America woke up Friday morning with the very real threat that the country was on the verge of plunging into World War III with Iran after the assassination of the Middle East country’s top military leader. President Donald Trump authorized the drone strike that killed Qasem Soleimani, the commander of Iran’s Islamic Revolutionary Guards Corps Quds Force, prompting Iran to promise “revenge” in no uncertain terms.
Panic seemed to break out across social media Thursday night after the assassination was reported, with many fearing for the safety of America. But the reaction from a certain portion of social media users was decidedly different. Black Twitter wasn’t exactly downplaying the very real possibility of a new world war. But a growing number of tweets attributed to what writer Michael Arceneaux once called “essentially an extension of my black urban experience” showed that the social media collective of color was responding with choice gifs and memes to express apparent indifference to the threat of World War III.
Because of that, the term “Black Twitter” was a top trending topic on the social media app on Friday morning, garnering more than 676,000 tweets before 8 a.m. EDT. Some of the gifs — a brief animated image that replays over and over — and memes showed Black folks fleeing the U.S. to get away from the suspected imminent danger the country’s citizens face from Iran’s promised retaliation. Others pointed out that this war shouldn’t involve Black people since there are none who were calling the shots in the Pentagon or White House, which authorized the apparent act of war by the U.S. against Iran.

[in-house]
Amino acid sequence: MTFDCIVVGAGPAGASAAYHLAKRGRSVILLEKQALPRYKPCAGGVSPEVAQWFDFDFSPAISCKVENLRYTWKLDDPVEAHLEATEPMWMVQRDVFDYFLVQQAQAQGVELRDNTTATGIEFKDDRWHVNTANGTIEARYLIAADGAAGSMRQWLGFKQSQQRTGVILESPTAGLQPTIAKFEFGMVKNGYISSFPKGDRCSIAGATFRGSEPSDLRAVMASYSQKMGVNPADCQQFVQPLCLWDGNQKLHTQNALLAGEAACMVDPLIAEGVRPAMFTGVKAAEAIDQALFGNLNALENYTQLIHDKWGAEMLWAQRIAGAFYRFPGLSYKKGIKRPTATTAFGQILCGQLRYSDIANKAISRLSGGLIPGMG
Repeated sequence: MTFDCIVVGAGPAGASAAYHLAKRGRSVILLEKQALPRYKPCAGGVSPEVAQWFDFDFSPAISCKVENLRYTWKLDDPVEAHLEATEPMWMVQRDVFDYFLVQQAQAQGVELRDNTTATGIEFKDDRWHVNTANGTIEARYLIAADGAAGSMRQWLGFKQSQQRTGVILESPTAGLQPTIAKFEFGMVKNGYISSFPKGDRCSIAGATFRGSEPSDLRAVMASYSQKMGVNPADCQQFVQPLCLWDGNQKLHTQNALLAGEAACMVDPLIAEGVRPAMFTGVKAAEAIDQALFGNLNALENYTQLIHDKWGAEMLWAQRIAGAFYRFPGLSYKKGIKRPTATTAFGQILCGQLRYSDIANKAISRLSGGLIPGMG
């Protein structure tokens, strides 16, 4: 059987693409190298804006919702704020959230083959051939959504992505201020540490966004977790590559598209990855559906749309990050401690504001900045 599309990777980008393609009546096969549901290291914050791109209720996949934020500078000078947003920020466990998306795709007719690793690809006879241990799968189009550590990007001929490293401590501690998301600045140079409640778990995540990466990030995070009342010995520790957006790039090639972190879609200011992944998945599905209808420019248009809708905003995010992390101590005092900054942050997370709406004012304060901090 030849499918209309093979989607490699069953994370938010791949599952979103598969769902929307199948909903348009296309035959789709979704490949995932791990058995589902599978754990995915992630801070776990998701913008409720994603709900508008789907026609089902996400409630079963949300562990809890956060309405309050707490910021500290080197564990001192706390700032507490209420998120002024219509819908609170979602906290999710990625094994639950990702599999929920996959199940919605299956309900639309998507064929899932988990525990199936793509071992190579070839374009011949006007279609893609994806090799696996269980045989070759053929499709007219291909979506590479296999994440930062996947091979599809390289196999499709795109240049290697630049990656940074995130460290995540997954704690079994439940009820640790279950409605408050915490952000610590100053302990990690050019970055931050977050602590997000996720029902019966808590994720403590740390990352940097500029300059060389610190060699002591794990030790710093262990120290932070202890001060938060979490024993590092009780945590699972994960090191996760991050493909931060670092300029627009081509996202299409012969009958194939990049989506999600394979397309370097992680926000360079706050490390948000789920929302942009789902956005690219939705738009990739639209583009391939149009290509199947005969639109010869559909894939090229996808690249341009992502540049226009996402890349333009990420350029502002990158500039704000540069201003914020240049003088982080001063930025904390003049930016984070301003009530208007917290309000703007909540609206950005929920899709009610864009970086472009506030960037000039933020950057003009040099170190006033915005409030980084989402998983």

One tweet, in particular, even made a light-hearted but serious reference to Black folks being jailed for refusing to fight in the presumed upcoming war. That possibility was very realistic seeing as the future of the Selective Service System, which drafts American citizens to enlist in the armed forces, is uncertain.
Some tweets from Black Twitter in response to the assassination of a high-ranking Iranian official on Iraqi land also expressed concern that Black Twitter was making light of a situation that was sure to cost other lives, some of which will probably be innocent.
The Black Twitter tweets further confirmed that Black folks are far from a monolith, offering various social media responses even when united by the same cause, as was the case Friday morning in response to the assassination of Soleimani.
Amid all the geopolitical uncertainty, there was at least one guarantee: Black Twitter never loses. Scroll down to see some of the top tweets reacting to Trump pushing the U.S. closer to World War III.